Rough road surfaces. Blind corners. Tight quarters. Unforgiving concrete. Racing on street courses, such as the ones in Nashville or Detroit, isn’t for the faint of heart. However, as much as it intimidates some, it thrills others.

We asked some of the best for their tips to conquer streets, including Trans Am Series TA2 drivers Brent Crews, Rafa Matos, Thomas Merrill, Connor Zilisch and GT America Series driver Robb Holland.

Fortunately, many believe that street courses allow more skillful drivers to rise to the top.

Street courses is 80% the driver. Road courses is maybe 50% to 60%,” Rafa says. “[Street courses are] very technical. I believe that the drivers with more skills are able to make a difference at a [street course].”

1. Walk the Track

Street courses feature much more variation from year to year than dedicated road courses. This places a greater importance on studying the track.

Robb uses his experience from racing criterium, which involves racing bicycles on city streets. He applies the same strategy he used to navigate street courses with two wheels for when he competes with four: walking the track.

“That’s not getting in a scooter or whatever, but literally walking the track,” Robb says. “All the things you couldn’t see in a race car start to make sense.”

2. Compare the Track With Video

Thomas flies in a day early to check out a street circuit. He pays close attention to not only the surface itself but the placement of concrete barriers.

“Each time we’ve come here [to Nashville], it’s been a little different because human beings are putting the walls down,” says Thomas. “I was watching video to look at if the wall was a couple inches this way than that way last year. You’re using the painted lines to see if I have more or less room than I had before.”

Thomas Merrill at the Music City Grand Prix. Photo courtesy Trans Am.

3. Use the Track

Unlike a road course, city streets are built for people getting from Point A to B rather than racing.

“[The roads have] a crown in a middle so water can run off into the sewers,” says Robb. “If you think about how to enter a left-hand corner, you’ve got to go up a hill, so you’ve got tons of grip as you turn in, but then the road crowns in the middle, so [grip] starts falling away from you [as you exit the corner]. It takes a while to understand that.”

Sometimes, you can use the drainage to your advantage.

“You can start looking for those sewer grates, so if I go there, I’ll have a little bit of a dip, which will allow the inside tire to hook a little bit better and carry more speed through the mid-corner,” Robb says.

4. Pay Attention All Weekend

Street circuits see a wide variety of race vehicles over the course of the weekend.

“Understand that the track is going to be different every time you see it,” says Thomas. “Every time I see the race track, it’s more rubbered in. So going into every session, you’re anticipating that there’s more grip, but how much more grip is the question. How you measure that [is] in terms of how much you brake, how you turn, how you accelerate. It’s not just about going fast. It’s about measuring the grip response.”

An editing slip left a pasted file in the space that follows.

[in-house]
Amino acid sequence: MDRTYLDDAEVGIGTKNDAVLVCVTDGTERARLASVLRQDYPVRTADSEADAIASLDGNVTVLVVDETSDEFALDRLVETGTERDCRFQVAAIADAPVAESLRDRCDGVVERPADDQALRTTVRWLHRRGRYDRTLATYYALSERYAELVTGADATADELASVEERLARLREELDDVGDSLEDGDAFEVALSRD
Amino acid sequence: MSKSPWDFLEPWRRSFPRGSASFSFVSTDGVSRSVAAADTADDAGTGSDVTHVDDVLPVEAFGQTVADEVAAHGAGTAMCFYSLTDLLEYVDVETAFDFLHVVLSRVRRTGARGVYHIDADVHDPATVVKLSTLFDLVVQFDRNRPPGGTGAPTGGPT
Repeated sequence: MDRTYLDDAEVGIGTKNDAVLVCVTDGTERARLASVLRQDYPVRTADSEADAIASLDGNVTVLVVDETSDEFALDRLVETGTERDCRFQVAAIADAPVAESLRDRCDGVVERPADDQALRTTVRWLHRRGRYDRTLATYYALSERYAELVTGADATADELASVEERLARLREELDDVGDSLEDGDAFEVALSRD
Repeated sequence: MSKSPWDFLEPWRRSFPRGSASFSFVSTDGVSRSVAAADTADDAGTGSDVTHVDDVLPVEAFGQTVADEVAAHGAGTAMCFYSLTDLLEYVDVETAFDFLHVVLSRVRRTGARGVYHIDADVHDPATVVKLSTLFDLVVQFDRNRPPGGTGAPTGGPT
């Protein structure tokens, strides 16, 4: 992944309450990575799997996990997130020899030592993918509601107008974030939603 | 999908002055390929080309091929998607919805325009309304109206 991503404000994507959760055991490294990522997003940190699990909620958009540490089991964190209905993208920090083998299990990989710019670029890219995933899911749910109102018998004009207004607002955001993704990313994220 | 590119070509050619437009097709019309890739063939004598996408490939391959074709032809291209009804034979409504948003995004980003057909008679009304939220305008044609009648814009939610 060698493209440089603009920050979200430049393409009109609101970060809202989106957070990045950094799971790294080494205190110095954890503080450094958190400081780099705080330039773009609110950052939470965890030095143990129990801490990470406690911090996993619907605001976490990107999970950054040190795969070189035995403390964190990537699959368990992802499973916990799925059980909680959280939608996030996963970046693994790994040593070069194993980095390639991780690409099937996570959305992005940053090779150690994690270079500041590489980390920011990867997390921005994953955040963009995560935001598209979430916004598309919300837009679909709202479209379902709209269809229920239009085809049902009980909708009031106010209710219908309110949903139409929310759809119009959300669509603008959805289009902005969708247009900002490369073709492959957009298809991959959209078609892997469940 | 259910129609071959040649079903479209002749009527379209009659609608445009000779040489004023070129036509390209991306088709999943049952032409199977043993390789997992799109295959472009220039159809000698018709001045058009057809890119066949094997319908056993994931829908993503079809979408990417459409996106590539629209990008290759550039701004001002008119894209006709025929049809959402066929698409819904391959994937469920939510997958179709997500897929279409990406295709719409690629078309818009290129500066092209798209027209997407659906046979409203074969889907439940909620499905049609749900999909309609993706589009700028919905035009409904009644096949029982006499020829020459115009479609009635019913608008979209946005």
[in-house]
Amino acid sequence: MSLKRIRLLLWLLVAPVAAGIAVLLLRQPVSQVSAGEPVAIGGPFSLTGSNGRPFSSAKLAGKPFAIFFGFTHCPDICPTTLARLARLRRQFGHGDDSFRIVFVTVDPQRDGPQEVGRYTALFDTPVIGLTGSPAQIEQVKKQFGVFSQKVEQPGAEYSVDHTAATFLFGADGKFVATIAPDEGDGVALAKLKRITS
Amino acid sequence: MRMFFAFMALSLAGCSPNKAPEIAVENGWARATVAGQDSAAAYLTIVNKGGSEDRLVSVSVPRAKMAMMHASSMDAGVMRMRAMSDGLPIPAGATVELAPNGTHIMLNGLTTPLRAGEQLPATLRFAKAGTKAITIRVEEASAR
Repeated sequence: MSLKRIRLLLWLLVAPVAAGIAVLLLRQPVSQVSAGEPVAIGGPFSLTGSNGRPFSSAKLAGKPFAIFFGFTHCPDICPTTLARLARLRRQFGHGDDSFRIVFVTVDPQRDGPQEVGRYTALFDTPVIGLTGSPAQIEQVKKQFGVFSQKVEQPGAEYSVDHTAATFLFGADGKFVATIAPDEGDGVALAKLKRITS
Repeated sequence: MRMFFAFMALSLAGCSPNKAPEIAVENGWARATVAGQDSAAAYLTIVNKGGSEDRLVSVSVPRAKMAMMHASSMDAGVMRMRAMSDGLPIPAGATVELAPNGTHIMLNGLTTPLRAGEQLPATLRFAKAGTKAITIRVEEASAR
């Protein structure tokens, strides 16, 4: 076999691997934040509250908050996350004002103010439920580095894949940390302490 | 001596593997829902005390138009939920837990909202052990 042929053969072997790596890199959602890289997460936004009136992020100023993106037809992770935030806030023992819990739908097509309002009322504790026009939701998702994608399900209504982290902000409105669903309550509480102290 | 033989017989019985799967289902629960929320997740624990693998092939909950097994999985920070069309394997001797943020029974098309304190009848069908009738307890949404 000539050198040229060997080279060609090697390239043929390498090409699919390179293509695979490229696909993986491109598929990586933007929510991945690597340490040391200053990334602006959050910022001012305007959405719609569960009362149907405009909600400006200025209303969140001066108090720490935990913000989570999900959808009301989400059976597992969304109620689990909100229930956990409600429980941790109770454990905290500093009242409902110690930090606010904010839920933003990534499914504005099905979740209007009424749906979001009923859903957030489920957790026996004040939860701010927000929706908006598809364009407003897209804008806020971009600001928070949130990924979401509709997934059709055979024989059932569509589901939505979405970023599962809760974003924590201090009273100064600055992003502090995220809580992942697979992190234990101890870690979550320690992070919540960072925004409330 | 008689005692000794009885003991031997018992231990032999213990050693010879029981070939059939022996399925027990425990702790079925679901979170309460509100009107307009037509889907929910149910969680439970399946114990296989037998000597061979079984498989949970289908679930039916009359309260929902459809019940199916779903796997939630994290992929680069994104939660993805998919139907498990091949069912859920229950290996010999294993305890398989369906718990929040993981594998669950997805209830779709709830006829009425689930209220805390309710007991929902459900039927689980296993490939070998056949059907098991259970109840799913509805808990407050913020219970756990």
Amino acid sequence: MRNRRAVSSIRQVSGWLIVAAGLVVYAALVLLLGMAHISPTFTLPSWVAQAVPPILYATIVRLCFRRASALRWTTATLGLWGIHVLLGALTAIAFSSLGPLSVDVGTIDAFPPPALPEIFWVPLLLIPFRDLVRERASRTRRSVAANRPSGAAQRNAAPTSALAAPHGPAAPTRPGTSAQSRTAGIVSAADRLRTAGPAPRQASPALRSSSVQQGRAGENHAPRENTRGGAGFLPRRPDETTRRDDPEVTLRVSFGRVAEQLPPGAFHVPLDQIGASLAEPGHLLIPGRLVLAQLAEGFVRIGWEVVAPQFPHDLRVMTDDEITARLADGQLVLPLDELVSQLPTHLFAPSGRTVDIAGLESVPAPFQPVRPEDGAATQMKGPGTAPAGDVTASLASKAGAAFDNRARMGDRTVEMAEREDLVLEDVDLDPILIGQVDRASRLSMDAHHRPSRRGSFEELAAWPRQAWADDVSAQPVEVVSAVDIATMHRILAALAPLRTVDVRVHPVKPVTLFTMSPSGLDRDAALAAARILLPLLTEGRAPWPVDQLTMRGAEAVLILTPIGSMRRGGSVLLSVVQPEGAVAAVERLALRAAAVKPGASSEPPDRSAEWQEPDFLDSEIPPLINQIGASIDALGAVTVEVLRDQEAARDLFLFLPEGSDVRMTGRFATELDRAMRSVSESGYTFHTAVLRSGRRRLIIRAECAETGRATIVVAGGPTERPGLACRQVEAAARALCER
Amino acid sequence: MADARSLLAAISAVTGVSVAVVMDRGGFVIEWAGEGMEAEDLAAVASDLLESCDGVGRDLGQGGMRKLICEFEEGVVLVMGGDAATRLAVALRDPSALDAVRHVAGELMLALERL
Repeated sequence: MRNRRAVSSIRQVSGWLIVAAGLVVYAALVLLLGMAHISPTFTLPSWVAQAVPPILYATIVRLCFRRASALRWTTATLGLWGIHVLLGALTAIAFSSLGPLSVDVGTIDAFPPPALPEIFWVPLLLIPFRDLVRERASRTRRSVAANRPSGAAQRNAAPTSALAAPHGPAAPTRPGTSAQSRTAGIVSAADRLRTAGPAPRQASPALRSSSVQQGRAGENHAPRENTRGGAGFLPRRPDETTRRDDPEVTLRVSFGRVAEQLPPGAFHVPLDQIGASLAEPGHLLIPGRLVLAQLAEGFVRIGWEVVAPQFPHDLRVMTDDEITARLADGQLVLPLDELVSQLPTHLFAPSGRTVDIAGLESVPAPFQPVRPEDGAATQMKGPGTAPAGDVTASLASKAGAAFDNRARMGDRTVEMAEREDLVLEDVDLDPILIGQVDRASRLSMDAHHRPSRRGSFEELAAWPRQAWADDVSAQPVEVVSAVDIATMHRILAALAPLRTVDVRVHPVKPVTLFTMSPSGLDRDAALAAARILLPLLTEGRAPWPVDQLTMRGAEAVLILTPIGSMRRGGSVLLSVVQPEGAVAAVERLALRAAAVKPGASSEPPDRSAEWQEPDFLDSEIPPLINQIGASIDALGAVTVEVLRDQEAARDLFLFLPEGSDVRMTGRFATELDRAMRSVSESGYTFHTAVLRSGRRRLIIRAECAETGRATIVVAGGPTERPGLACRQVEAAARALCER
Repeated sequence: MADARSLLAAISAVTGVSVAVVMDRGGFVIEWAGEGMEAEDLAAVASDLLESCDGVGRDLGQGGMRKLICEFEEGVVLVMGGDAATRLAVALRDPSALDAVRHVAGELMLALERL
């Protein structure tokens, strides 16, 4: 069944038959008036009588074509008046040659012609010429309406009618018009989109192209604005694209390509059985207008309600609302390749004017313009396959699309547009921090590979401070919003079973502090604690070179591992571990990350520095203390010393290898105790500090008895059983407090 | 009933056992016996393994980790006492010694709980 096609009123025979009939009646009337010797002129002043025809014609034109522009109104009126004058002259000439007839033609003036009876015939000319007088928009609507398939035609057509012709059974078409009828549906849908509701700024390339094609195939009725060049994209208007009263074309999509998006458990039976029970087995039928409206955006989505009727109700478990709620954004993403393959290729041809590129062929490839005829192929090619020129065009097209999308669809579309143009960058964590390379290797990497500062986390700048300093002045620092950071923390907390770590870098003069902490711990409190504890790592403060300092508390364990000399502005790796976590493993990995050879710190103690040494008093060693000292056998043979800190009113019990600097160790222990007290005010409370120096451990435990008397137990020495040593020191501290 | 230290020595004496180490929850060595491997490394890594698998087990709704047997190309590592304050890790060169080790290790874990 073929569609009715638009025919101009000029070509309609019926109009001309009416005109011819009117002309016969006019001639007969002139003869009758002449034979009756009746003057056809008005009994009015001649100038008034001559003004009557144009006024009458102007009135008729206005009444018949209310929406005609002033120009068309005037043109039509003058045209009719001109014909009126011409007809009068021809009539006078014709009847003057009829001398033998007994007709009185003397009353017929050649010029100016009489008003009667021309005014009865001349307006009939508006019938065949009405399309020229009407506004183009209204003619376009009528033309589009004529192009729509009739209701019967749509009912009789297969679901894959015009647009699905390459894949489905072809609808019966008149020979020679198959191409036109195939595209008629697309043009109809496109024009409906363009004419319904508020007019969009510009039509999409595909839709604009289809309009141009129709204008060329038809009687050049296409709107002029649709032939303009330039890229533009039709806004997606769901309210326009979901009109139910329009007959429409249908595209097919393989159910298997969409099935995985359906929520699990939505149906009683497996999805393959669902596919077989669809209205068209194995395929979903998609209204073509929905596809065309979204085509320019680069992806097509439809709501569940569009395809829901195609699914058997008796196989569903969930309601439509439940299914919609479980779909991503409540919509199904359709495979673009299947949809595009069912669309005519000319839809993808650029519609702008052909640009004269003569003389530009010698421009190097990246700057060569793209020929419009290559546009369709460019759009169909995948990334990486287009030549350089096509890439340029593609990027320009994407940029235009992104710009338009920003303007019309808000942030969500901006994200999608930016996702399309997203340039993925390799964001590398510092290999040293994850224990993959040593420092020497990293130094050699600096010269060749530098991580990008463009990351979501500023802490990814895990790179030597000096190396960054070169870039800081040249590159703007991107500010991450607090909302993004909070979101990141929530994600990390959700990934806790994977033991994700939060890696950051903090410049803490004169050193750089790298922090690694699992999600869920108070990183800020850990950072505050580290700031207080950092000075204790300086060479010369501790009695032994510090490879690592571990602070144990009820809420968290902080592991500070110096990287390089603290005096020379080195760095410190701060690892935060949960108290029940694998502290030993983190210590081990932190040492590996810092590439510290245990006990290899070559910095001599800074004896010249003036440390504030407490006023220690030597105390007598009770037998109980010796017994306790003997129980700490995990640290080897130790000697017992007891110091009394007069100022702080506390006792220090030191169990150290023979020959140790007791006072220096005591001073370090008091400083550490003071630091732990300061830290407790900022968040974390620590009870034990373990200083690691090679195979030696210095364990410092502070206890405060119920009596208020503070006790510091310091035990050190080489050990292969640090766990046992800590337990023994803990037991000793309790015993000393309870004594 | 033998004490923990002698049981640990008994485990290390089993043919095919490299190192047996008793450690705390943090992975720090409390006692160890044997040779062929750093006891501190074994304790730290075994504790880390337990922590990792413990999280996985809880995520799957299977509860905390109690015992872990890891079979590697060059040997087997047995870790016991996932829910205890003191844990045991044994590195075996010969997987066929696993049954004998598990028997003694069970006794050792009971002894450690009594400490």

5. Find Your Marks

Just as with road racing, develop visual cues to determine driver inputs such as braking points, acceleration points, and when and where to turn. With little room for error, street courses make this even more important.

“On a road course, it’s easy to lose a tenth every corner,” says Robb. “On street courses, it’s easy to lose three-, four-, five-tenths every corner.”

To combat that, Robb gets ultra-precise on his visual cues.

“You’ve got all these advertising banners up all over the place,” Robb says. “I use them to start breaking down my braking zone or turning points. I’ll be like, ‘Okay, it’s the Hy-Vee banner. Do I brake at the V or e? You can really use that to start fine-tuning things, and that’s where you start finding more speed.”

Robb Holland at the Music City Grand Prix. Photo courtesy SRO America.

6. Focus on Comfort Rather Than On-the-Edge Speed

Many drivers say they come into a street course with a fairly neutral, baseline setup.

“It’s about making sure the driver is comfortable in the car,” says Rafa. “The last second, last second and a half is really up to the driver to find that speed. If he feels comfortable inside the race car, he’ll more likely be able to do it. If it’s not comfortable, it’s impossible–you’re either going to be slow or you’re going to wreck.”

Rafa Matos at the Music City Grand Prix. Photo courtesy Trans Am.

7. Attack the Track

As far as driving a street course, drivers recommend getting aggressive–within reason.

“I found a lot of time by getting in [the corner] deeper and finding a way to do it without crashing,” Thomas says. “If you could just touch the walls on the apexes of the exits, you’re doing it right. At Detroit, there was a corner where I was able to use the wall almost like a berm to catch the car if I really needed an extra tenth or two.”

8. To Finish First, You Must First Finish

When teenage phenom Brent Crews heads to a street circuit, he focuses on one thing.

“Keep your car in one piece the whole weekend is the number one goal,” says Brent. “Keeping your car in one piece the whole weekend so you can make the car better, make yourself better, and you don’t have to work on the thing. It’s super easy to slip up and crash or have somebody slip up for you and put you in a bad situation.”